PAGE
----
alexa Tissue Biomarker Impact Factor|Omics Group|Journal Of Molecular Biomarkers And Diagnosis

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Tissue Biomarker Impact Factor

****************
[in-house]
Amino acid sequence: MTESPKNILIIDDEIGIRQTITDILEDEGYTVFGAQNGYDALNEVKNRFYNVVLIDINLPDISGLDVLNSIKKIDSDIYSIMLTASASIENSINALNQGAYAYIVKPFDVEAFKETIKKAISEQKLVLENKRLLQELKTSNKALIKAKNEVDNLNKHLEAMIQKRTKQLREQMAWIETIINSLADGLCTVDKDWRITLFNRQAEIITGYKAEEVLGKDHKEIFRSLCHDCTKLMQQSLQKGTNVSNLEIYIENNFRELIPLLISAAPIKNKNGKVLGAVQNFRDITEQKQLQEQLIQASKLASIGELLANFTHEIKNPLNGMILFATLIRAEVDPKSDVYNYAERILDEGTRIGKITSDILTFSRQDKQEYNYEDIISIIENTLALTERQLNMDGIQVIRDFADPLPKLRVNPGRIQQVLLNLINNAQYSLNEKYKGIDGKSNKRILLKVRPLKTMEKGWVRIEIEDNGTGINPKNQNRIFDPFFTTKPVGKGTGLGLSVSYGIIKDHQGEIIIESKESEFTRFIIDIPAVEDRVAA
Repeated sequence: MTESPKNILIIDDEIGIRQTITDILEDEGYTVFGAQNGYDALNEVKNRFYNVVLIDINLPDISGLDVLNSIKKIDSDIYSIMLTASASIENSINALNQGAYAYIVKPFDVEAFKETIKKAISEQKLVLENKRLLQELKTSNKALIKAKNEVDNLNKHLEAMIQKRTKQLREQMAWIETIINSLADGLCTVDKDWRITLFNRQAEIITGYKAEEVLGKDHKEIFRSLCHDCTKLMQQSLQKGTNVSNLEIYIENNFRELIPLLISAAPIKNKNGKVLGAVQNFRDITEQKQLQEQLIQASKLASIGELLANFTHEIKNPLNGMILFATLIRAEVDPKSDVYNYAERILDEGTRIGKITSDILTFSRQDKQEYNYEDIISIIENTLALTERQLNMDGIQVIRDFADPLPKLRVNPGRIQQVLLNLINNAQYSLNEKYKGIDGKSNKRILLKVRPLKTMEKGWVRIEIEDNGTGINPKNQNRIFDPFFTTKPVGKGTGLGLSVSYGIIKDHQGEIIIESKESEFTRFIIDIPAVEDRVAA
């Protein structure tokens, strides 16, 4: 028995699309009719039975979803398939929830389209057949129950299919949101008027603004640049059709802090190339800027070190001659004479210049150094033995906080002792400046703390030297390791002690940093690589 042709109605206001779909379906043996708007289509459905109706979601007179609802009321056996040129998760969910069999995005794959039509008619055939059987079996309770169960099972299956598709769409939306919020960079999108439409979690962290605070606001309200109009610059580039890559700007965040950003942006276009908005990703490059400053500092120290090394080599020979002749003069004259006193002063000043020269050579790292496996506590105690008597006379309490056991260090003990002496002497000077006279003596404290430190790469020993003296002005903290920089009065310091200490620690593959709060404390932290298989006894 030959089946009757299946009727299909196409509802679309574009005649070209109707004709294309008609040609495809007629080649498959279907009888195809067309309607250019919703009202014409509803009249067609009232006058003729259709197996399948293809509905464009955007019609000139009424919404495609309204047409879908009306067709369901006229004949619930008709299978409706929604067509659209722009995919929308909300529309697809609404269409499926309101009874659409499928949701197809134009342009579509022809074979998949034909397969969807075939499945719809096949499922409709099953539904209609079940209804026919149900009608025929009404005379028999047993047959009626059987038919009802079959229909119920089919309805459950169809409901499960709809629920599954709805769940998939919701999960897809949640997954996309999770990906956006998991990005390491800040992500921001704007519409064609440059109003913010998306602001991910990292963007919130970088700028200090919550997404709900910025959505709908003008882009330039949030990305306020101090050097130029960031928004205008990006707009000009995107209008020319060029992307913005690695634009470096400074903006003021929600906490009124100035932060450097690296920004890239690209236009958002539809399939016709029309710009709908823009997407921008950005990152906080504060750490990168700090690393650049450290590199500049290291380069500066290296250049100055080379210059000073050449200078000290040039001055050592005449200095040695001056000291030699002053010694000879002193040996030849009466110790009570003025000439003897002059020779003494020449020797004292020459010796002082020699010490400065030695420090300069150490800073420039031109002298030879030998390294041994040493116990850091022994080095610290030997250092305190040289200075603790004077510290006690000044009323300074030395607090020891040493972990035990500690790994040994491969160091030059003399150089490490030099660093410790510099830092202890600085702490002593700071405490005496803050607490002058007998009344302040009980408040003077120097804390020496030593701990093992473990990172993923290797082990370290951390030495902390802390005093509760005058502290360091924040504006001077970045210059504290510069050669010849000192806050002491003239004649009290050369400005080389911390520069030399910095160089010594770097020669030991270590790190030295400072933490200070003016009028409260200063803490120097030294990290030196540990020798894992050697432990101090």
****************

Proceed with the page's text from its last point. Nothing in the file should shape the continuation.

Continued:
Impact Factor is an indicator of the number of citations within the scientific journals of clinical and medical category. Impact factor is measured based on the frequency with which a journal's articles are cited in scientific publications, is a putative marker of journal quality. Publication ccitation, index of researchers, and journal impact factors are used to measure the impact & importance of research. Journal Impact factor are most widely used metric for measuring the quality of clinical Journal. Clinical Journals impact factor can be improved by using various study methods, includes assigning more referees to check the quality of the submitted articles and thus nominating their journals for indexing in databases. In developing biomarkers (BM) to determine the likelihood that initial breast tumor remains contained in situ, as opposed to becoming invasive. In-tissue testing serves as a gold standard for breast cancer diagnostics, yet the power of high throughput technologies can be realized for diagnostic purposes if emerging technologies can be directly applied to samples obtained by the routine clinical procedure. Although a variety of quantitative methods exist for assaying biofluid-based BM, contemporary proteomic technologies remain impractical for application to archived formalin-fixed paraffin--embedded (FFPE) tissues that (being associated with clinical histories) provide a trove of information for BM discovery. Immunohistochemistry (IHC) remains the tool of choice to examine protein expression in tissue; however, it does not lend itself to the truly continuous measurements needed for BMstudy. We developed the analytic tools and algorithms – without use of sophisticated and expensive equipment-that allow measurements of protein expression in FFPE tissue on a continuous biologically relevant scale, while quantification of relative (rather then absolute) intensity of staining takes into account fluctuations of background staining. Using this approach, we have revealed that women with invasive breast cancer were 4 times more likely to have increased levels of insulin-like growth factor type I receptor and its target, Ras-related protein 1 than women with non-invasive tumors. To facilitate development of novel in--tissue BMs, we are taking advantage of digital multispectral imaging technology and developing pattern-recognition-based image analysis for the core-needle biopsies containing early form of breast cancer, i.e. carcinoma in situ. (Marina A. Guvakova, Developing tissue biomarkers in early breast cancer)
 
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